Our Northern Neighbors
How do our neighbors in Canada, the northern lower 48, and other Arctic nations, research and solve problems like those of rural Alaska?
Set in the Kamchatka peninsula of far northeastern Russia, debut novelist Julia Phillips writes in Disappearing Earth about the interior worlds of women, the importance of community, and the impacts of gender-based violence on both, with a depth of human insight reminiscent of Tolstoy. The story opens with the kidnapping of two young Russian girls . . .read more
A thousand stories woven into one, Tanya Tagaq expresses the expansion of our ancestry — our heritage of the land and the trauma — through beautiful poetry. She narrates a story that we can barely say out loud as Iñuit — not because we’re not allowed to and no one will listen, but because . . .read more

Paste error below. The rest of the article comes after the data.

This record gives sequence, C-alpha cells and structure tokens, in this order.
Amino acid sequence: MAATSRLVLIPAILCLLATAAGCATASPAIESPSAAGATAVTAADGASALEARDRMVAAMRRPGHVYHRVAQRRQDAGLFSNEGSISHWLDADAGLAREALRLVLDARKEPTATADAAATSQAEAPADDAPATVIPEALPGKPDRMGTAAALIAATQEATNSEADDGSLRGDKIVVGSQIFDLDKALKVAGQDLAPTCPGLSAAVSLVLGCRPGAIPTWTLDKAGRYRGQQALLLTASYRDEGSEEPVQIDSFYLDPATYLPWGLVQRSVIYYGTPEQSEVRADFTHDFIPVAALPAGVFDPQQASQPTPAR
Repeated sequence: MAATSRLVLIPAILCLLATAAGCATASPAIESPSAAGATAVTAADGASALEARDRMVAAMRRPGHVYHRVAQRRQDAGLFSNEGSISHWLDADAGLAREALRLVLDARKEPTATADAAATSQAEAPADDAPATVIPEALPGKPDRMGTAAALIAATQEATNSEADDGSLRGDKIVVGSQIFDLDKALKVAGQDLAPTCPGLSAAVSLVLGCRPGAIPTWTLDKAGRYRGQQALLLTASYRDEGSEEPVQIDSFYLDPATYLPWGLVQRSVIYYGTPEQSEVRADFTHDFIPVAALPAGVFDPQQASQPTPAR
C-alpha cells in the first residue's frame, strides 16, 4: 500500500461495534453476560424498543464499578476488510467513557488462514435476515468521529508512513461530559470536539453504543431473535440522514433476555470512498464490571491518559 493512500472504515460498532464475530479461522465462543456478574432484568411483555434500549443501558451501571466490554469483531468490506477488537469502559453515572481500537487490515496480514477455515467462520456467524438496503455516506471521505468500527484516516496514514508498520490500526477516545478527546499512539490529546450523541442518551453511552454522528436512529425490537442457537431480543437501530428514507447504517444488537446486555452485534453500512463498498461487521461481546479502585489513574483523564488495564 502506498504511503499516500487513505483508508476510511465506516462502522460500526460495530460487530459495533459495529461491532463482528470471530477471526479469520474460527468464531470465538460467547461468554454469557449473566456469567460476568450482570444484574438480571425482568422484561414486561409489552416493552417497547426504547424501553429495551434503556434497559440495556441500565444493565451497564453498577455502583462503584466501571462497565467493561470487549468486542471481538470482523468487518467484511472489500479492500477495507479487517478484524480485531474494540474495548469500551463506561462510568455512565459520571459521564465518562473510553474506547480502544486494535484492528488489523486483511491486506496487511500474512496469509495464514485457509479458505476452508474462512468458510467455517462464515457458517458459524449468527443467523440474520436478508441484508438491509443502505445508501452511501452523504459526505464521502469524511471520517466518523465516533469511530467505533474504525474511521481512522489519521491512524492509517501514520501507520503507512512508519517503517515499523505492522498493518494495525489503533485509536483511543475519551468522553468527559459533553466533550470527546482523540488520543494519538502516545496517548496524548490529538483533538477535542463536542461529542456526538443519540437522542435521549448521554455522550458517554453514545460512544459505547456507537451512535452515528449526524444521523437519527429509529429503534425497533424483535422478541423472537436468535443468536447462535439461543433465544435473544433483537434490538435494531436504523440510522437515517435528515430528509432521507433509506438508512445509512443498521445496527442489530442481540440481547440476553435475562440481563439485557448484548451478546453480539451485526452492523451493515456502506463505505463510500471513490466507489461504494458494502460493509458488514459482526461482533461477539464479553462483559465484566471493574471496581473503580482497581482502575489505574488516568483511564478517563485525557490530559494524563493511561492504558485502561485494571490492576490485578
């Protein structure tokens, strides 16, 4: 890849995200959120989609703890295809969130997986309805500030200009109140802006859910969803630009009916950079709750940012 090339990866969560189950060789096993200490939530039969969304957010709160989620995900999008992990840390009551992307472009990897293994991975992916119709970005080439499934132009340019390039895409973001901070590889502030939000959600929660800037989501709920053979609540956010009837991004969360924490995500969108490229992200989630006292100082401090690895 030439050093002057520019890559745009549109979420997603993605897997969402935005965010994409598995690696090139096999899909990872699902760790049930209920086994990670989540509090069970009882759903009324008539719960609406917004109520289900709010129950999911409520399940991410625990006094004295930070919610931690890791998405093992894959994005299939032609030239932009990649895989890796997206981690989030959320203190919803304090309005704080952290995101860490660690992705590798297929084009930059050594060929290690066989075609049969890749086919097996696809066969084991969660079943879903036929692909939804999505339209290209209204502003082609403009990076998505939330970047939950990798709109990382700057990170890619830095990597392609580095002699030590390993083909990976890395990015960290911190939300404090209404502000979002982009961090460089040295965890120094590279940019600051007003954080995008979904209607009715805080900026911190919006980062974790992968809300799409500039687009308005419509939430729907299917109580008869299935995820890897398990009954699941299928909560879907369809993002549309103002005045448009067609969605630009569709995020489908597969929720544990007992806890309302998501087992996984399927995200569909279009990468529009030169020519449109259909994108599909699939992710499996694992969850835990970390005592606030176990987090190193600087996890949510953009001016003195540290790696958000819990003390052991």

Wild rice is a storied and staple grain throughout the upper midwest. This anthropological work about Menominee food traditions, done by Thomas Pecore Weso, a Menominee artist and anthropologist, provides a critically important perspective to understanding American food traditions . . .read more
When I first moved to a small village in rural Alaska, I would hang out in the school library. A lot. I was amazed to find so many books there, in this tiny community off the road system, where the cost of shipping goods exceeded $1/pound. Old books. New books. Lots of stories by writers I knew. Lots of history about Alaska, by writers I’d never heard of. But I struggled to find books by Indigenous women . . .read more